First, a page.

19 June 2012 | Anchored at Papeete, Tahiti, French Polynesia
Tahiti appears to be a "yachting scene". There are superyachts at the dock downtown and in the Marina Taina . There are both motor and sail superyachts. Of course we think the sailboats are the most interesting. The amount of sail area is intimidating. Their masts are about 200 feet tall. They accentuate this by lighting their spreaders at night. It looks like a front and rear skyscraper on a floating platform. They are usually made of carbon fibre though they might equally likely be made of diamond. Money is clearly no object. Apparently their draft is equally impressive (15 feet or so not including a centerboard extension) so these boats are hard to put into a marina. They are med moored where we see them (anchored by the bow and tied stern to the dock). So we get to see their "toy storage" area when they open it. Imagine a (highly finished) dock that you open up and put in the sea and you have some idea of what the door on their toy storage area looks like. Of course they all have a retractable boarding plank so it is easy for people to enter and leave the boat. These are not your Home Depot 2 by 10's. Think carbon, with telescoping elements and finished in a teak nonskid surface. One of the boats has a container in the parking lot apparently to manage its need for spares and tools that are not on the boat. Aboard Panta Rhei we do this task with a suitcase and a friend who is coming to visit. This gives you some idea of the scale difference between our vessel and theirs.
We were invited aboard one of the tiny yachts, 85 foot SV Leonore. It is a Chuck Paine design (like SV Panta Rhei) so it was actually quite familiar. It has a stand up engine room, which of course I loved. Even here though, the scale intimidates me. The anchor was a 150 pound Bruce with half inch chain. You wouldn't bring that up by hand. I wonder what they do if the windlass fails?
I did ask what they did when they encountered a thunderstorm? Aboard SV Panta Rhei this can be an adrenaline flooded experience. Apparently it is also so for them only below decks is not so noisy, so it is the captain and crew that get the adrenaline while on deck. The basic experience sounds similar to what happens aboard SV Panta Rhei. They manage it by reducing sail area and still go 8-9 knots. Another superyacht whose crew we visited with had a more adventure oriented owner. So they sailed fast, frequently reaching speeds over 20 knots. That might stop my heart.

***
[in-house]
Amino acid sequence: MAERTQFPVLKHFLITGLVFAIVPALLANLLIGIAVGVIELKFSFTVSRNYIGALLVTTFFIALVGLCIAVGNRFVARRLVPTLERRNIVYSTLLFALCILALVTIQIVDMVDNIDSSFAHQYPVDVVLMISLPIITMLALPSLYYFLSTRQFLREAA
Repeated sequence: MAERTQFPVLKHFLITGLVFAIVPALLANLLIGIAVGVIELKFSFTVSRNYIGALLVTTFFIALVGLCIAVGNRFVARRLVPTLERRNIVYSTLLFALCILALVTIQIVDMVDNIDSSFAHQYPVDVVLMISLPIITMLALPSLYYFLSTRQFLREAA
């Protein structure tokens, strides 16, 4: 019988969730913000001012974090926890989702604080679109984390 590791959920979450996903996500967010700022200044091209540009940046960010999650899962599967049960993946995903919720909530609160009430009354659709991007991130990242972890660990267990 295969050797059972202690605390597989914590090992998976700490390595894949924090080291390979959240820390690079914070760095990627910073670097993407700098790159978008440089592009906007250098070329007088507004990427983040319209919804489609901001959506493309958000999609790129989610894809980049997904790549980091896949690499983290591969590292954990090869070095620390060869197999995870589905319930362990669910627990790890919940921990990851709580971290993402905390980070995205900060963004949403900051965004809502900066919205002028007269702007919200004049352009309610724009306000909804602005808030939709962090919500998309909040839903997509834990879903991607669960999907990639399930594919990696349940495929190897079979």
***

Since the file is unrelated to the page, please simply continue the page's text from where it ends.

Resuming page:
I would be remiss if I didn't report at least a little on our exploration of this island. We rented a small rar with Aussie friends David and Angelena and Natalie (SV La Fiesta) and circumnavigated the island including an brief adventure excursion into the interior of the island. The interior of the island has 4wd roads that cross the island. The mountains are like those of the Marquesas, very steep and very green. The surprise is that they are also very remote. The population of the island is a thin veneer along the coast. The inland mountains are beautiful and pristine. The hydro plants provide the reason for the road and along that road there are undeveloped parks. We hiked through a bamboo forest and to several waterfalls. The picture is of our rental car on a bridge near the beginning of the trek into the interior. Note the road on the lower right which goes through the river, not over it. That was the return path. David had been hang gliding off the hills the day before our trek.
We were worried about losing our place in the anchorage so we fueled up with jerry cans yesterday. With that completed, we just have to check out and we can go. We'll do the puddle jump party on Friday and Saturday and then leave for the leeward islands.
Today we are hanging out in perfect calm sunny 83F weather enjoying catching up on email and reading. I'm pretty sure that we will make a trip this afternoon to Carrefour (the local Fred Meyer look alike) and buy a raspberry pie. They are so yummy!